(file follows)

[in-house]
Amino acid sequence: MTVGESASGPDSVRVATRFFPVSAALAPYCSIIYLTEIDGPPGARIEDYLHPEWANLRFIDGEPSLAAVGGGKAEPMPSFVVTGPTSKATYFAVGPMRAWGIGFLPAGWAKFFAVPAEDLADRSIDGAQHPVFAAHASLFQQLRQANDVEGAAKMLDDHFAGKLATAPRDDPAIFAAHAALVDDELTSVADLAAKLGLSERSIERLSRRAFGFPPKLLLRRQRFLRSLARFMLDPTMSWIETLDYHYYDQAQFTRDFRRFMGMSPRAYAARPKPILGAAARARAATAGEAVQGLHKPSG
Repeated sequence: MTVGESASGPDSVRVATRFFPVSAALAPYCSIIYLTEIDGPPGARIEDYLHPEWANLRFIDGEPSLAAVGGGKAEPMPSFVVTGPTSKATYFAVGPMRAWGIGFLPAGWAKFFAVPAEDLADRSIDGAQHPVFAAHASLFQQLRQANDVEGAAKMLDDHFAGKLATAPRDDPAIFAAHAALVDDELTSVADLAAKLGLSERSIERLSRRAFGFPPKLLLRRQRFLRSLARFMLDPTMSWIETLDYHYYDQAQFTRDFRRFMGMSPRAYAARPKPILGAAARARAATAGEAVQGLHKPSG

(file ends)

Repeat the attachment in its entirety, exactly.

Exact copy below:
[in-house]
Amino acid sequence: MTVGESASGPDSVRVATRFFPVSAALAPYCSIIYLTEIDGPPGARIEDYLHPEWANLRFIDGEPSLAAVGGGKAEPMPSFVVTGPTSKATYFAVGPMRAWGIGFLPAGWAKFFAVPAEDLADRSIDGAQHPVFAAHASLFQQLRQANDVEGAAKMLDDHFAGKLATAPRDDPAIFAAHAALVDDELTSVADLAAKLGLSERSIERLSRRAFGFPPKLLLRRQRFLRSLARFMLDPTMSWIETLDYHYYDQAQFTRDFRRFMGMSPRAYAARPKPILGAAARARAATAGEAVQGLHKPSG
Repeated sequence: MTVGESASGPDSVRVATRFFPVSAALAPYCSIIYLTEIDGPPGARIEDYLHPEWANLRFIDGEPSLAAVGGGKAEPMPSFVVTGPTSKATYFAVGPMRAWGIGFLPAGWAKFFAVPAEDLADRSIDGAQHPVFAAHASLFQQLRQANDVEGAAKMLDDHFAGKLATAPRDDPAIFAAHAALVDDELTSVADLAAKLGLSERSIERLSRRAFGFPPKLLLRRQRFLRSLARFMLDPTMSWIETLDYHYYDQAQFTRDFRRFMGMSPRAYAARPKPILGAAARARAATAGEAVQGLHKPSG